A whole year of anticipation and two busy months of announcements have all led to this. The parties are in full-flight, the hotels are booked-up, and every neck in the city is craning for a glimpse of someone famous.
There are so many different ways to approach this event depending on what one wants to get out of it. For some it’s a social event…for some it’s a moment to collect autographs and photographs…for some it’s a professional conference…and for a lot of us, it’s a way to soak up a lot of great cinema in one quick dose.
No matter whether you’re a Toronto resident partaking in the craziness, or a traveller who has come into town especially for the event, your first festival or your twenty-first…it’s easy to lose sight of the ball.
So allow me a moment or two to give a few seemingly obvious, but certainly handy tips to getting the most out of your festival experience.
Get On Social Media…
If there’s one thing that’s been amazing to see over the years of going to the festival, it’s the rising tide that social media has played in interacting with the festival itself, the talent in town, and other festival-goers. Talking-up unexpected moments of joy, spreading the word about snafu’s and hiccups, and even making new friends has never been easier thanks to the amount of power contained in one little gizmo so many of us carry in our pocket. So get on Twitter, Snapchat, Facebook, Periscope, Instagram, and such, share your festival experience, look around at what’s going-on elsewhere, and maybe make a new friend or two.
Know When to Get Off Social Media…
Waiting in line solo, or sitting alone waiting for a screening to start can be a boring experience, and unfortunately it’s a healthy chunk of what we’re all in for over the eleven days ahead. During such moments, the temptation is sky-high to take out your electronic do-dad and surf around. Instead, let me suggest something novel;
Talk to other people!
The people around you in line, the people around you getting coffee, the people around you waiting for the screening to start. You have at least ONE THING in common, and you can use that to get tips on everything from what to see to where to eat. Play your cards just right, and you might make yourself a new friend or two…or even land yourself a date!
(or in my case, a spouse)
There’s a lot of things that come in handy this time of year that are well worth throwing in your bag. Bottled water, snacks, kleenex, sunscreen (yes, really), collapsible umbrellas, a light sweater, a pen and paper, extra cables, extra memory cards, various chargers. TIFF venues are well within striking distance of shops that supply such things, but one often doesn’t have a whole lot of time when they are going to and fro about the festival.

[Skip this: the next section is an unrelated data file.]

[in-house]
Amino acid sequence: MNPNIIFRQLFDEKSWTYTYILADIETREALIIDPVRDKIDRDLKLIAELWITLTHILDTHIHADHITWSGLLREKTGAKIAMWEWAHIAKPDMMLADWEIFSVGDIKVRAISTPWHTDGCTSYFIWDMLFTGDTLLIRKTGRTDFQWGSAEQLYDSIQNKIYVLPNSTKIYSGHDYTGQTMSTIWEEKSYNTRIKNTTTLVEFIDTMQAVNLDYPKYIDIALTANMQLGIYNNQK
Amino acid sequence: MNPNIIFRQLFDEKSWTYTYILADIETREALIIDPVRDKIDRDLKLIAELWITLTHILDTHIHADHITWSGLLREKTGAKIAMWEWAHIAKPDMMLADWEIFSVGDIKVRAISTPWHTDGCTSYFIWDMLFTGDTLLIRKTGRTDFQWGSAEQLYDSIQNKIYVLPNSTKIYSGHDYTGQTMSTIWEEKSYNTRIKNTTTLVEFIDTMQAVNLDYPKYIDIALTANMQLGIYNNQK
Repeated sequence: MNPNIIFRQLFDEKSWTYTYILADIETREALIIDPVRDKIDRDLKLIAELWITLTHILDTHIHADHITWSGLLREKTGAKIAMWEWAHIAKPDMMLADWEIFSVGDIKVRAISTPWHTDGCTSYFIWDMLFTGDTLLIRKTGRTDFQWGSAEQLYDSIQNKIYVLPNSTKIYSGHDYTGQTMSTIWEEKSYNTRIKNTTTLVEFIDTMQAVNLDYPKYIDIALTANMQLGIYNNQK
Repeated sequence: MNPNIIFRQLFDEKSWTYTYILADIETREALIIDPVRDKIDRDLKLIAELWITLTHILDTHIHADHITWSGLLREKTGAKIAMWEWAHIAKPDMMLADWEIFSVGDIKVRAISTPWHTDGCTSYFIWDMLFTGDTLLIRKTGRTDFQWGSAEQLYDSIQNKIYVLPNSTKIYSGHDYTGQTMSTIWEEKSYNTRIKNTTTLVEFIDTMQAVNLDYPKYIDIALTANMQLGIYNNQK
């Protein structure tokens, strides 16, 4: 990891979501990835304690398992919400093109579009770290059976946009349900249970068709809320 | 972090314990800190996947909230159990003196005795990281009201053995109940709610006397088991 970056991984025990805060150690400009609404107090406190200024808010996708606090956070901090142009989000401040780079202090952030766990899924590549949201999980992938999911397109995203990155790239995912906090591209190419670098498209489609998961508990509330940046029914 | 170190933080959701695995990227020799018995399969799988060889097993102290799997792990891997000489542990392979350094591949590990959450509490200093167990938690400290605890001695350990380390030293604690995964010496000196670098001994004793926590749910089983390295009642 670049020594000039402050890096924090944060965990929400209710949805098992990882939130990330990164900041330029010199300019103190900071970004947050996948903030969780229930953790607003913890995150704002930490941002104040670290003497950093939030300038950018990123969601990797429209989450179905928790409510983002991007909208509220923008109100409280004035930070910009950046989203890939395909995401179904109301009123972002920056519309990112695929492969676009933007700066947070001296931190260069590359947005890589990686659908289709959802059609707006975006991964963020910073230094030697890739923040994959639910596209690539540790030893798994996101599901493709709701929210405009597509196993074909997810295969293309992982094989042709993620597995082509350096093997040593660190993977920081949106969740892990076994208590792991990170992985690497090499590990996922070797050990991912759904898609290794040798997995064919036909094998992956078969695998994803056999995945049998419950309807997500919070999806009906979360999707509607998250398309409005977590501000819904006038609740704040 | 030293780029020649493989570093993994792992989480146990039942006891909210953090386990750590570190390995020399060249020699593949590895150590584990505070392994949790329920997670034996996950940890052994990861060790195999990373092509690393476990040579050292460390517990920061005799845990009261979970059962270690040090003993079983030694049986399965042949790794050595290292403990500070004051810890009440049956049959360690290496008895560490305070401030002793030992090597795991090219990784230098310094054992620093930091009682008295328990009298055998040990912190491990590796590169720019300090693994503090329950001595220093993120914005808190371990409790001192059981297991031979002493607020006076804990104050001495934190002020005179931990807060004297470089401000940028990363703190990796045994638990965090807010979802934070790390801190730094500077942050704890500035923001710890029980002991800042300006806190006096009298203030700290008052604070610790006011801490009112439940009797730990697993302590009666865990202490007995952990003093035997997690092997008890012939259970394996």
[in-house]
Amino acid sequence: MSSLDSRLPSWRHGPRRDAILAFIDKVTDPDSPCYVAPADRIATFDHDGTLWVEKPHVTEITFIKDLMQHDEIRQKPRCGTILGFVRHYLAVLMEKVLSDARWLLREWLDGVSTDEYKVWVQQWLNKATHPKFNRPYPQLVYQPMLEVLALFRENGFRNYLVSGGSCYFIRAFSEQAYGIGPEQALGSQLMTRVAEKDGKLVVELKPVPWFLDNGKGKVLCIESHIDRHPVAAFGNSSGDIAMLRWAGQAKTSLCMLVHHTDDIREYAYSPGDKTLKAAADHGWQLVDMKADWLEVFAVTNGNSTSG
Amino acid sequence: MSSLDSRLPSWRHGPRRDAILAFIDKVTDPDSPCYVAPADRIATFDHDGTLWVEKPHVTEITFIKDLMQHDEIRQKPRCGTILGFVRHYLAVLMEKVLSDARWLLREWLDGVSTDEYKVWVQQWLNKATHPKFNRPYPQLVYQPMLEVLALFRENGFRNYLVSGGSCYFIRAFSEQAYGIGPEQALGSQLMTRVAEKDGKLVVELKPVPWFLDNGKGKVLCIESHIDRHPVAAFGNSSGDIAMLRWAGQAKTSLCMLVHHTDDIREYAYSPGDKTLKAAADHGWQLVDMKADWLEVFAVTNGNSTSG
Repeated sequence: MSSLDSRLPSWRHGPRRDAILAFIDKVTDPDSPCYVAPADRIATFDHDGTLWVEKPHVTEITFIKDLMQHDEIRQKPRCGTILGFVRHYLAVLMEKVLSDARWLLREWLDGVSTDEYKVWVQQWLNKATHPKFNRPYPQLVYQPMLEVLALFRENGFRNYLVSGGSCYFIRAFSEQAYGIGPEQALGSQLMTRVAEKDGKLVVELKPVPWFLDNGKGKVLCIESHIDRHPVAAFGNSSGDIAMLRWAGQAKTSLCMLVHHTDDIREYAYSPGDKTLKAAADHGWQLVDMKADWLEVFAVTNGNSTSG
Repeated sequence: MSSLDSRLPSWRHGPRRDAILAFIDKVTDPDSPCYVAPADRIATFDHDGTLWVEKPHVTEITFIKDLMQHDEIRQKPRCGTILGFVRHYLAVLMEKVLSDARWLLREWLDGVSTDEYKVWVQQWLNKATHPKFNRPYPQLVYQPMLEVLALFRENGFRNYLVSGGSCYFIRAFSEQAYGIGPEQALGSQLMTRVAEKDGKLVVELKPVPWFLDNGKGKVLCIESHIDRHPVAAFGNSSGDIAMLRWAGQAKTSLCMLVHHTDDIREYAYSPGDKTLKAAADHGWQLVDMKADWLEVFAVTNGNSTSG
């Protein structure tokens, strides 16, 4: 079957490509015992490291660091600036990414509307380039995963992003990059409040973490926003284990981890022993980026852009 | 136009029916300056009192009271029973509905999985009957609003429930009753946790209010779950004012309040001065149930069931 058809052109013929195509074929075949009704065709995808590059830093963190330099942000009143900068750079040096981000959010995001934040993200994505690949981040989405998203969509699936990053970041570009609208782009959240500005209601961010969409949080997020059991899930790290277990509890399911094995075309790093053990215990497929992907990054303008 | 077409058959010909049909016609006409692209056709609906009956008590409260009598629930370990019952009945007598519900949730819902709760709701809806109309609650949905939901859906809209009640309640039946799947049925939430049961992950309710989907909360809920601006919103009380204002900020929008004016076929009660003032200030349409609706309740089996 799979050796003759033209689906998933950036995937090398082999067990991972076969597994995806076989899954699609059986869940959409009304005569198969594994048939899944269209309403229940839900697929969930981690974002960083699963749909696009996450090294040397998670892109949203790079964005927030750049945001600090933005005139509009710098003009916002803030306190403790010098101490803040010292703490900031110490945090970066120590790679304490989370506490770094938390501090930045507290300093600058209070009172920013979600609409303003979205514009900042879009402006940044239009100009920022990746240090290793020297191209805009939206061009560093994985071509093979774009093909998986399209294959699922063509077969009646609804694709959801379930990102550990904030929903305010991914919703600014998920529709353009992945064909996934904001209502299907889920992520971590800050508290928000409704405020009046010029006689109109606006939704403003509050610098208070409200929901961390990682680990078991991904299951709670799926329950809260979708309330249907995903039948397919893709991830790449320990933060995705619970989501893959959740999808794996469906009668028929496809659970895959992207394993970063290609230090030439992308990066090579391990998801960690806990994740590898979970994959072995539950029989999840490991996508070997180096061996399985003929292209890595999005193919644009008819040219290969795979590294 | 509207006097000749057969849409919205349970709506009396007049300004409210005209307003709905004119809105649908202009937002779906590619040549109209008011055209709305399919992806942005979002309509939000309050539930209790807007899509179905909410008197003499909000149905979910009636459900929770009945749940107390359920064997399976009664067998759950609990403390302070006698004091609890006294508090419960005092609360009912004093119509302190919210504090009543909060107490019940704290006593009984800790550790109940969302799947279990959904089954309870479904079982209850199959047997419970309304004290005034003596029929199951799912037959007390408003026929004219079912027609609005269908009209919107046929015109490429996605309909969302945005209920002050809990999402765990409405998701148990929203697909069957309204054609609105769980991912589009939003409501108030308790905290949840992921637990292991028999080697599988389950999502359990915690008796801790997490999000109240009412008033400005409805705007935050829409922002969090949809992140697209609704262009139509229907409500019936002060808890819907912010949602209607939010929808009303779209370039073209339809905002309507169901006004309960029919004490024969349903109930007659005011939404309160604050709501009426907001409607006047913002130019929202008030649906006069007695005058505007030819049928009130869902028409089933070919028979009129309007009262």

Better to be a boy scout and be prepared.
Heard nothing but bad things about a film you have a ticket for? Consider exchanging it for something else. Heard raves about a film that you can easily add to your slate? Pick it up. Not feeling so good, but still holding a ticket to a film later that night? Give it away. There’s no blue ribbons for tearing all of your tickets…no life achievement unlocked for seeing more than anyone else. Mixing things up, adding and subtracting from your schedule are all part of maximizing your enjoyment.
Food can become a bit of an afterthought during these sorts of events, especially when facing off against a jam-packed schedule. Skipping meals is a real shame, especially considering the wealth of great food this city has to offer. So remember to stay fuelled and to do so in ways that don’t always involve the words “venti”, “slice”, or “pint”.
Remember That They’re Just Movies…
I’ve seen people sprout grey hairs trying to cobble together a schedule. I’ve watched double-barrel arguments begin over who was ahead of who in a box office line. I’ve watched people pay six times the face value of a ticket for a gala premiere. Don’t get me wrong – TIFF is a blast, but at the end of the day they’re just movies. These little trifles will all see the light of day sooner or later, and none of it is worth stressing over, fighting over, or risking physical harm.
Movies are wonderful things, and a great way to spend one’s time and money…but they’re supposed to be fun, and if they become the source of stress, anger, and risk…then that’s nobody’s idea of “fun”